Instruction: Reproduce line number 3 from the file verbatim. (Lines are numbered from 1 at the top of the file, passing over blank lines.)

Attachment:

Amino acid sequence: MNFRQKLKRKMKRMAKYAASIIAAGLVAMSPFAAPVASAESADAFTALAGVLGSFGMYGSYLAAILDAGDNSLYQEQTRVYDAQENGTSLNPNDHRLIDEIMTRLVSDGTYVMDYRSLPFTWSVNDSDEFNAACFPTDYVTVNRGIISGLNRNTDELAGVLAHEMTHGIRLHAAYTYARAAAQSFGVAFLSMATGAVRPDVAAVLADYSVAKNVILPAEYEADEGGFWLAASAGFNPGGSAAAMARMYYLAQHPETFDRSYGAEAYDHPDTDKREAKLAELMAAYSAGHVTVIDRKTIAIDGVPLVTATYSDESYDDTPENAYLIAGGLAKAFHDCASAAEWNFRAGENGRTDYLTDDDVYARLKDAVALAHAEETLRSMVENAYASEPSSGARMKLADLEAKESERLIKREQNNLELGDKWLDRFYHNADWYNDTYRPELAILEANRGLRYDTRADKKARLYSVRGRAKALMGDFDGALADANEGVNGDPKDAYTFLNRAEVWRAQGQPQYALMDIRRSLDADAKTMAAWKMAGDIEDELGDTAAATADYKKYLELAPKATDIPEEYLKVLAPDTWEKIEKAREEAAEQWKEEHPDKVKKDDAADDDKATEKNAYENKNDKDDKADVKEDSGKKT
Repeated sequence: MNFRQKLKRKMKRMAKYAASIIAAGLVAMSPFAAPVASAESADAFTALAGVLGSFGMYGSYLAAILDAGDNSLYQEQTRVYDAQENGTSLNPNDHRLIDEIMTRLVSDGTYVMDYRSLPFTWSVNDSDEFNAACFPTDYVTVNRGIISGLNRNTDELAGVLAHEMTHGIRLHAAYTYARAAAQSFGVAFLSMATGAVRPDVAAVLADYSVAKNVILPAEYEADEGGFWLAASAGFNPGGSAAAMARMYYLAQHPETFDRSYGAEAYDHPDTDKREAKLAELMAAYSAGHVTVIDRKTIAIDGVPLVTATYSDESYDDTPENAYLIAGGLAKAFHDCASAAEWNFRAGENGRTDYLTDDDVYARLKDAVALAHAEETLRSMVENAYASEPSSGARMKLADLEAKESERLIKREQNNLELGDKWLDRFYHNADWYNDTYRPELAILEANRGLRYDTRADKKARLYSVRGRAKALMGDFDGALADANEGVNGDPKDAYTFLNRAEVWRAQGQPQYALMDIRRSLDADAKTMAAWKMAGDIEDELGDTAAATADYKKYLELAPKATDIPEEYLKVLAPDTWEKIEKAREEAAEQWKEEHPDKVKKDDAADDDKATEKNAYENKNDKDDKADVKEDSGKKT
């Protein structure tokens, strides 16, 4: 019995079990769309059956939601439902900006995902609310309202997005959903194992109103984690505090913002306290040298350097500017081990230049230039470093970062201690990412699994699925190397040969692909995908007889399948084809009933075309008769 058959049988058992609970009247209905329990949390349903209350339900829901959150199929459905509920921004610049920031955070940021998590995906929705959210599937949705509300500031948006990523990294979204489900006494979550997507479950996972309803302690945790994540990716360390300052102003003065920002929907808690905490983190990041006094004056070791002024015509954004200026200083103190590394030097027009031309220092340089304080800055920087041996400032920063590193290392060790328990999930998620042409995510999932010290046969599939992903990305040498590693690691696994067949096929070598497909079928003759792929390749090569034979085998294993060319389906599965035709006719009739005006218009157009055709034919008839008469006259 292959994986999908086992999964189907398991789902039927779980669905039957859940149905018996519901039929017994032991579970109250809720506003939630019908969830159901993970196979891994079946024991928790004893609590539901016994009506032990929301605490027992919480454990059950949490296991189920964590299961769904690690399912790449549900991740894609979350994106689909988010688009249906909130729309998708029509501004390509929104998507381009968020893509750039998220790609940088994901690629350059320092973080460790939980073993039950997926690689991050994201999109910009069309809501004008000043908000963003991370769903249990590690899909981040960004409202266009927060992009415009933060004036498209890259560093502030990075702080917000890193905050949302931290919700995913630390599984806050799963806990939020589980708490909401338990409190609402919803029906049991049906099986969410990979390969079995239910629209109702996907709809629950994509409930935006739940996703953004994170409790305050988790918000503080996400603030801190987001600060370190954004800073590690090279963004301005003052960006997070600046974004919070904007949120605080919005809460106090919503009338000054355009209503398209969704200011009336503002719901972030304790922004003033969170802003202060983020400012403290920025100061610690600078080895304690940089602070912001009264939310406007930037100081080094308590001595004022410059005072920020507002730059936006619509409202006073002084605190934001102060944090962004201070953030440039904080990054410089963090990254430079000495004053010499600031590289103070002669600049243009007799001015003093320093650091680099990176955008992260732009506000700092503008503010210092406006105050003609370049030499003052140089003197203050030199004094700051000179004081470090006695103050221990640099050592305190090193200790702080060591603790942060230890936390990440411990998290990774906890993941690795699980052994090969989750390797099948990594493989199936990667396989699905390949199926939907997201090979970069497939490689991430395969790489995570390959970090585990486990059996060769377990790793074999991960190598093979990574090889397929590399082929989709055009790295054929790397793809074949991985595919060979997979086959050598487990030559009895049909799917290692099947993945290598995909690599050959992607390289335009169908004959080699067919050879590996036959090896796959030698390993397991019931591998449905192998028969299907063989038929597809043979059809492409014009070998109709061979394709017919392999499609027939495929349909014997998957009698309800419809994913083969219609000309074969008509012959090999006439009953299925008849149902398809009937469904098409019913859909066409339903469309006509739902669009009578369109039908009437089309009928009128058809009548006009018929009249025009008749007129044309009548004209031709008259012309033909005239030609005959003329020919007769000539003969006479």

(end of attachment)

């Protein structure tokens, strides 16, 4: 019995079990769309059956939601439902900006995902609310309202997005959903194992109103984690505090913002306290040298350097500017081990230049230039470093970062201690990412699994699925190397040969692909995908007889399948084809009933075309008769 058959049988058992609970009247209905329990949390349903209350339900829901959150199929459905509920921004610049920031955070940021998590995906929705959210599937949705509300500031948006990523990294979204489900006494979550997507479950996972309803302690945790994540990716360390300052102003003065920002929907808690905490983190990041006094004056070791002024015509954004200026200083103190590394030097027009031309220092340089304080800055920087041996400032920063590193290392060790328990999930998620042409995510999932010290046969599939992903990305040498590693690691696994067949096929070598497909079928003759792929390749090569034979085998294993060319389906599965035709006719009739005006218009157009055709034919008839008469006259 292959994986999908086992999964189907398991789902039927779980669905039957859940149905018996519901039929017994032991579970109250809720506003939630019908969830159901993970196979891994079946024991928790004893609590539901016994009506032990929301605490027992919480454990059950949490296991189920964590299961769904690690399912790449549900991740894609979350994106689909988010688009249906909130729309998708029509501004390509929104998507381009968020893509750039998220790609940088994901690629350059320092973080460790939980073993039950997926690689991050994201999109910009069309809501004008000043908000963003991370769903249990590690899909981040960004409202266009927060992009415009933060004036498209890259560093502030990075702080917000890193905050949302931290919700995913630390599984806050799963806990939020589980708490909401338990409190609402919803029906049991049906099986969410990979390969079995239910629209109702996907709809629950994509409930935006739940996703953004994170409790305050988790918000503080996400603030801190987001600060370190954004800073590690090279963004301005003052960006997070600046974004919070904007949120605080919005809460106090919503009338000054355009209503398209969704200011009336503002719901972030304790922004003033969170802003202060983020400012403290920025100061610690600078080895304690940089602070912001009264939310406007930037100081080094308590001595004022410059005072920020507002730059936006619509409202006073002084605190934001102060944090962004201070953030440039904080990054410089963090990254430079000495004053010499600031590289103070002669600049243009007799001015003093320093650091680099990176955008992260732009506000700092503008503010210092406006105050003609370049030499003052140089003197203050030199004094700051000179004081470090006695103050221990640099050592305190090193200790702080060591603790942060230890936390990440411990998290990774906890993941690795699980052994090969989750390797099948990594493989199936990667396989699905390949199926939907997201090979970069497939490689991430395969790489995570390959970090585990486990059996060769377990790793074999991960190598093979990574090889397929590399082929989709055009790295054929790397793809074949991985595919060979997979086959050598487990030559009895049909799917290692099947993945290598995909690599050959992607390289335009169908004959080699067919050879590996036959090896796959030698390993397991019931591998449905192998028969299907063989038929597809043979059809492409014009070998109709061979394709017919392999499609027939495929349909014997998957009698309800419809994913083969219609000309074969008509012959090999006439009953299925008849149902398809009937469904098409019913859909066409339903469309006509739902669009009578369109039908009437089309009928009128058809009548006009018929009249025009008749007129044309009548004209031709008259012309033909005239030609005959003329020919007769000539003969006479």